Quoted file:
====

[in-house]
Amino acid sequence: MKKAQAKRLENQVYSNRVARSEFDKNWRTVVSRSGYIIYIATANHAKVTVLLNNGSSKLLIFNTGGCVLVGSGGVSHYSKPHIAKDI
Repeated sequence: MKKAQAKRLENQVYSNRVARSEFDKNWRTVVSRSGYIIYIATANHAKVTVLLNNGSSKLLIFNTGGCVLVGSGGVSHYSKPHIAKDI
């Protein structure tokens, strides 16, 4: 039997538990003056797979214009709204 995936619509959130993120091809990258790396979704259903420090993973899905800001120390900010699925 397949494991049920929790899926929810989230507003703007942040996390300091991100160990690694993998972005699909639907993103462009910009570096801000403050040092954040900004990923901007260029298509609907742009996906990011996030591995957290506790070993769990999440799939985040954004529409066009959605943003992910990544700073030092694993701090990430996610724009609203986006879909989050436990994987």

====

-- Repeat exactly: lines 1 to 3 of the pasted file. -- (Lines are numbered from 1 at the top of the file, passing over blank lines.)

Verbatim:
[in-house]
Amino acid sequence: MKKAQAKRLENQVYSNRVARSEFDKNWRTVVSRSGYIIYIATANHAKVTVLLNNGSSKLLIFNTGGCVLVGSGGVSHYSKPHIAKDI
Repeated sequence: MKKAQAKRLENQVYSNRVARSEFDKNWRTVVSRSGYIIYIATANHAKVTVLLNNGSSKLLIFNTGGCVLVGSGGVSHYSKPHIAKDI